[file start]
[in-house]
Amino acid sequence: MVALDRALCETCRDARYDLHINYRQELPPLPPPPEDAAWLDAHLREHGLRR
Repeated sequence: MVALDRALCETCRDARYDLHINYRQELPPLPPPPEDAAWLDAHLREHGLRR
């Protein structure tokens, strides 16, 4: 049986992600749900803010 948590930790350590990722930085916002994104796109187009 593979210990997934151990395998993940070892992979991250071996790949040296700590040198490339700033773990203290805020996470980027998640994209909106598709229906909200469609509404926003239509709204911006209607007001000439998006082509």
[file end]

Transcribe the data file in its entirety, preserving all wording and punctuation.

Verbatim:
[in-house]
Amino acid sequence: MVALDRALCETCRDARYDLHINYRQELPPLPPPPEDAAWLDAHLREHGLRR
Repeated sequence: MVALDRALCETCRDARYDLHINYRQELPPLPPPPEDAAWLDAHLREHGLRR
């Protein structure tokens, strides 16, 4: 049986992600749900803010 948590930790350590990722930085916002994104796109187009 593979210990997934151990395998993940070892992979991250071996790949040296700590040198490339700033773990203290805020996470980027998640994209909106598709229906909200469609509404926003239509709204911006209607007001000439998006082509």